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 Post subject: Re: Loving Your School
PostPosted: 16 Jan 2017, 13:59 
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Getting all your textbooks for lessons
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Joined: 12 Apr 2004, 18:44
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Location: Southampton
I loved school, despite being a bit of a social misfit, and am in touch with my year group - we had an interesting reunion trip this summer.
However, I think there is probably a state/private divide here. i can't imagine my own children expressing that degree of love for their primary school, but as late as 2000 when I was teaching in a small independent day prep, several children (and not only girls) were in floods of tears on leaving day - even if they were proceeding to the associated private day secondary. I suspect it has to do with scale - even the smallest urban state primary will not have less than about 210 pupils, while the independent schools can be tiny. It's the family feel which gives rise the emotional response, I suspect.


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 Post subject: Re: Loving Your School
PostPosted: 16 Jan 2017, 21:53 
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Being a disappointment to Miss Annersley
Being a disappointment to Miss Annersley
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Joined: 17 Nov 2005, 21:21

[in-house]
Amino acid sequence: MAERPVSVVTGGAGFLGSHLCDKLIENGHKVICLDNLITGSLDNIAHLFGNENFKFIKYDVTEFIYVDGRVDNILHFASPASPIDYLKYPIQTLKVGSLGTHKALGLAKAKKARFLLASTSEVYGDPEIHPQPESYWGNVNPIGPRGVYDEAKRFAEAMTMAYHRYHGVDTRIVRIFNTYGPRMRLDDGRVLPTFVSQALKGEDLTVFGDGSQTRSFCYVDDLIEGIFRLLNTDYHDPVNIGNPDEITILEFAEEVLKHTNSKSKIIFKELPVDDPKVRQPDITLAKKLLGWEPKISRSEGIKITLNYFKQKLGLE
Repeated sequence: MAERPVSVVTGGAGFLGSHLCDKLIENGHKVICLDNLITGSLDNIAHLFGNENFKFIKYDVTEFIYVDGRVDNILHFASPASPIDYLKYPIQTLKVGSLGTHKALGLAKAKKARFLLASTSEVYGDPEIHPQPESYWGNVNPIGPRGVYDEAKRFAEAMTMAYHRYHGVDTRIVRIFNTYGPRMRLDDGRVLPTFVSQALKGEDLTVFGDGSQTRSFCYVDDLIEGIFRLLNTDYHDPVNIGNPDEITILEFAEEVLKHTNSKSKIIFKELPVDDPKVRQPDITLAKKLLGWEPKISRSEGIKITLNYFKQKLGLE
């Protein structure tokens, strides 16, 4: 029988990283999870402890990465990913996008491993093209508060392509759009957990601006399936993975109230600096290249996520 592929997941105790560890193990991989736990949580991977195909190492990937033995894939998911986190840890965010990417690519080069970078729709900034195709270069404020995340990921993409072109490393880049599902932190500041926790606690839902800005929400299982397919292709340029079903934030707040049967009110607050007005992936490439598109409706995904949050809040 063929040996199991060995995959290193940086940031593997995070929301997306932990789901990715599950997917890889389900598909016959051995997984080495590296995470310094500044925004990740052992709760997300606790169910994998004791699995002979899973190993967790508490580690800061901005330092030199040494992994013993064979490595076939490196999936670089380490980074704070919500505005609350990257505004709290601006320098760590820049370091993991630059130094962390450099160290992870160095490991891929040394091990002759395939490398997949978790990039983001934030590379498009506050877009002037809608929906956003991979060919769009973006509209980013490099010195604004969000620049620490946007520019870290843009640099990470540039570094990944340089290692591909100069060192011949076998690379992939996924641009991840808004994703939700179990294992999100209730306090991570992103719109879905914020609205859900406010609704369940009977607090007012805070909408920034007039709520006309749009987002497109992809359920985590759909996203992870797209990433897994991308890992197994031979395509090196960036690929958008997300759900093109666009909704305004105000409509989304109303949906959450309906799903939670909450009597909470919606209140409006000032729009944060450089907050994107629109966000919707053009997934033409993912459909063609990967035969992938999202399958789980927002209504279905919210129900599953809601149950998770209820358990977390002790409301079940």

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My elder grandson is now in Year 2. In the summer term of his Reception year, he came out looking far too hot. His mother told him to take his sweatshirt off, whereupon he burst into tears and said he couldn't possibly as his sweatshirt had the name of his school on it and he was representing his school. Easily solved - his mother bought him new shirts and had the school name embroidered on them! But that is an ordinary state school.


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 Post subject: Re: Loving Your School
PostPosted: 16 Jan 2017, 22:06 
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Rescuing a Junior from the lake
Rescuing a Junior from the lake
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Joined: 15 Oct 2004, 13:57
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Oh, bless him :D! I definitely felt more of a sense of belonging at primary school than at secondary school. My secondary school was fine, but it had over 700 pupils. My primary school only had about 100 pupils, and I knew everyone's name and they knew mine, and I knew their families because at that age we were usually dropped off at and collected from school by parents - which would have been considered the uncoolest thing ever at secondary school! Also, at primary school you aren't so bothered about being "cool" generally. In the first year of secondary school, we all turned up in school blazers and felt quite proud of ourselves, but, from the second year onwards, anything with a school name on it was a no-no, and plain black coats and jumpers (permitted alternatives to the official school ones) were worn instead.

I think it was because being into official school things suggested that you were a swot, a geek, a creep, and various other "undesirable" things :roll: :lol: . That never seemed to bother us when we were at primary school, but I suppose it's more of a teenage thing.

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 Post subject: Re: Loving Your School
PostPosted: 17 Jan 2017, 20:36 
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Discovering you have to be trilingual

Joined: 20 Nov 2014, 13:07
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My daughter attended our village primary school which has an average of about 80 pupils at any time. It was much the same when my husband attended and also when his parents were there. The next village to us has an average of about 40, and the one fifteen miles away where some friends live has about 25! It definitely makes for a cosy atmosphere.